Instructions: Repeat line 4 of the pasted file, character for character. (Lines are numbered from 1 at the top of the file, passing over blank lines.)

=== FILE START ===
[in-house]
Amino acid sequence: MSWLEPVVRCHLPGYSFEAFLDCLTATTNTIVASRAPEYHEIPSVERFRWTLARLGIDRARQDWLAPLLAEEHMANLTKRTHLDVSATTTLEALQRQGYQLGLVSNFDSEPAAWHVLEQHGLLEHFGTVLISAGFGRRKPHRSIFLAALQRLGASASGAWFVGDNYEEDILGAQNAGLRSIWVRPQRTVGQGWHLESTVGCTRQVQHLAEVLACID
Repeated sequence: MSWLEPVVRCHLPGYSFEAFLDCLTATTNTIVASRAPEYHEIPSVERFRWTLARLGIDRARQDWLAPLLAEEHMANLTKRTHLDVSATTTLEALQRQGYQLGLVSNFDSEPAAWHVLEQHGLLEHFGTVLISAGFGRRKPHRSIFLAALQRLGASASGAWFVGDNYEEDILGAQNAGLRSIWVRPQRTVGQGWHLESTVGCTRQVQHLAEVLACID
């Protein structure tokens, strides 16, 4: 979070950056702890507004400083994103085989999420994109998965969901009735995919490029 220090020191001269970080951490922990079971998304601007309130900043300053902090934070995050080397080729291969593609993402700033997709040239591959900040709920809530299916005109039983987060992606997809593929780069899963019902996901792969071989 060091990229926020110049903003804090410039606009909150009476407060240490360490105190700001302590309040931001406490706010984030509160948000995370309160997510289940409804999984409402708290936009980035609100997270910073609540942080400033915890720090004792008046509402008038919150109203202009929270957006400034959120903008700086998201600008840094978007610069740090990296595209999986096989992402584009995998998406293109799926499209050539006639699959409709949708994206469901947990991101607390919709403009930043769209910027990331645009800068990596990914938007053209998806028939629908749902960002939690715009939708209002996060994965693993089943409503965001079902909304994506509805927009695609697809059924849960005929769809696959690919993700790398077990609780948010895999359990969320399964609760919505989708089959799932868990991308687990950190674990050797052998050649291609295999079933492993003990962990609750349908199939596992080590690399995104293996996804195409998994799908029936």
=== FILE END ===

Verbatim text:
């Protein structure tokens, strides 16, 4: 979070950056702890507004400083994103085989999420994109998965969901009735995919490029 220090020191001269970080951490922990079971998304601007309130900043300053902090934070995050080397080729291969593609993402700033997709040239591959900040709920809530299916005109039983987060992606997809593929780069899963019902996901792969071989 060091990229926020110049903003804090410039606009909150009476407060240490360490105190700001302590309040931001406490706010984030509160948000995370309160997510289940409804999984409402708290936009980035609100997270910073609540942080400033915890720090004792008046509402008038919150109203202009929270957006400034959120903008700086998201600008840094978007610069740090990296595209999986096989992402584009995998998406293109799926499209050539006639699959409709949708994206469901947990991101607390919709403009930043769209910027990331645009800068990596990914938007053209998806028939629908749902960002939690715009939708209002996060994965693993089943409503965001079902909304994506509805927009695609697809059924849960005929769809696959690919993700790398077990609780948010895999359990969320399964609760919505989708089959799932868990991308687990950190674990050797052998050649291609295999079933492993003990962990609750349908199939596992080590690399995104293996996804195409998994799908029936």